As we mentioned in the post, there are improvements to be made, and we hope that our effort will serve as a starting point from which others will continue.

The newsletter was specifically for this programme (not EA Mental Health Navigator).


I found this episode of Erza Klein Show very helpful in dealing with anxiety -- https://www.nytimes.com/2021/04/20/opinion/ezra-klein-podcast-judson-brewer.html

What was the actionable advice?

The two main things that I found useful --

  1. A wandering mind is an unhappy mind. The staring point to reduce anxiety, is to pay attention to what we actually feel what it actually feel like when we do things or thinking of things that make us anxious.
  2. Being anxious has it's reward. We may feel like we are trying to solve an issue. The way to break it, is to give a yourself "big better offer" -- curiosity about your feelings and self-love.

I am reading The Craving Mind: From Cigarettes to Smartphones to Love—Why We Get Hooked and How We Can Break Bad Habits by Judson Brewer (the guest in the show). I think chronicle anxiety is very similar to addictions and the books offers some helpful suggestion in dealing with it using mindfulness.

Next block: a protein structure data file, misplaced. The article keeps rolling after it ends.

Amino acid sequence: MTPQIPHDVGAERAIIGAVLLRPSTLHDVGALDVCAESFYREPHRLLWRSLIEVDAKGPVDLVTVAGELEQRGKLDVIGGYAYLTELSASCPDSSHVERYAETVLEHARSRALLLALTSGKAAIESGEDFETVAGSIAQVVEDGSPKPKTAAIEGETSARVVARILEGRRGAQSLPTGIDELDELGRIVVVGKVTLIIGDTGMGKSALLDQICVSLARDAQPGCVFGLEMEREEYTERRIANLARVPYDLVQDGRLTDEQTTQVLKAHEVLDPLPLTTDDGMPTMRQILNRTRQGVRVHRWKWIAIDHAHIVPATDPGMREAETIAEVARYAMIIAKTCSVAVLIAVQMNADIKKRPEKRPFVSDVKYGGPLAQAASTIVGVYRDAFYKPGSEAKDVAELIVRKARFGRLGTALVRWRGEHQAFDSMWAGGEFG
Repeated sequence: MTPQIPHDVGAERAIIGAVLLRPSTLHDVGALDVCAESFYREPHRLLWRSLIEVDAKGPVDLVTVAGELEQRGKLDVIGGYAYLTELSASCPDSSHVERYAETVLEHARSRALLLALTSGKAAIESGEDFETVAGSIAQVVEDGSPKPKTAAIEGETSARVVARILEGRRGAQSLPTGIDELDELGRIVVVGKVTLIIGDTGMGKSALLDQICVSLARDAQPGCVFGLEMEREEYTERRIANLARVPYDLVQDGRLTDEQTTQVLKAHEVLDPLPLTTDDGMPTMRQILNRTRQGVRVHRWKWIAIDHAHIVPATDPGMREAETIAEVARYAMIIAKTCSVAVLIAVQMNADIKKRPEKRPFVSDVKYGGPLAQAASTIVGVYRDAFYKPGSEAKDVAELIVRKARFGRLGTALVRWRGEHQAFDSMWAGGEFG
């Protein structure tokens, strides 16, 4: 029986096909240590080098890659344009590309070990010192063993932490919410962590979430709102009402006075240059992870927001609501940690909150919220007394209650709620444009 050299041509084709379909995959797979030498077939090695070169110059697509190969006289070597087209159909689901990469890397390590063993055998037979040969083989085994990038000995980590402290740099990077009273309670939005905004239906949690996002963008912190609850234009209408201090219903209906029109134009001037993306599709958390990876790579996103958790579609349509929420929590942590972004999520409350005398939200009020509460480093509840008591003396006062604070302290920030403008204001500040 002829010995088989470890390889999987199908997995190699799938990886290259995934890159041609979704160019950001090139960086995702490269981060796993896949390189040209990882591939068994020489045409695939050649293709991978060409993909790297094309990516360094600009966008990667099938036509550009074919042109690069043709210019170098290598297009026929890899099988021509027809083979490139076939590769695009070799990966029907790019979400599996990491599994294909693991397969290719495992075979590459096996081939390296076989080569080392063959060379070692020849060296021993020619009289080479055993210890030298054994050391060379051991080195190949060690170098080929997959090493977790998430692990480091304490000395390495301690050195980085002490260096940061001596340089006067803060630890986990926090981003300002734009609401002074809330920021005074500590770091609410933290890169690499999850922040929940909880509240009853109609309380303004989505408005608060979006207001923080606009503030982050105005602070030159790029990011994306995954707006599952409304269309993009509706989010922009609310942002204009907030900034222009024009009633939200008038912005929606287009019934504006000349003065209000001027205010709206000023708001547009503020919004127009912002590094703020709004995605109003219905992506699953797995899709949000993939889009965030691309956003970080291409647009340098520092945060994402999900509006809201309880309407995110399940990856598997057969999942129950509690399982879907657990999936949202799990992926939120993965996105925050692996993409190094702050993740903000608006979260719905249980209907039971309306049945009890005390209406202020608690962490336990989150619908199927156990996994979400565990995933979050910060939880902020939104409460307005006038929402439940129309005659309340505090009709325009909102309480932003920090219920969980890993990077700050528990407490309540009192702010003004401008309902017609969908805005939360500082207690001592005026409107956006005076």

Is there a plan to run this program virtually anytime soon? I would love to see this as part of EA Virtual Programs.

Hi Augustín, many thanks for your message; we are happy to hear that. We are in contact with EA Virtual Programs. There are already several facilitators who would like to run it virtually out of their own initiative. We have also created a google sheet so people can add their contact if interested in participating.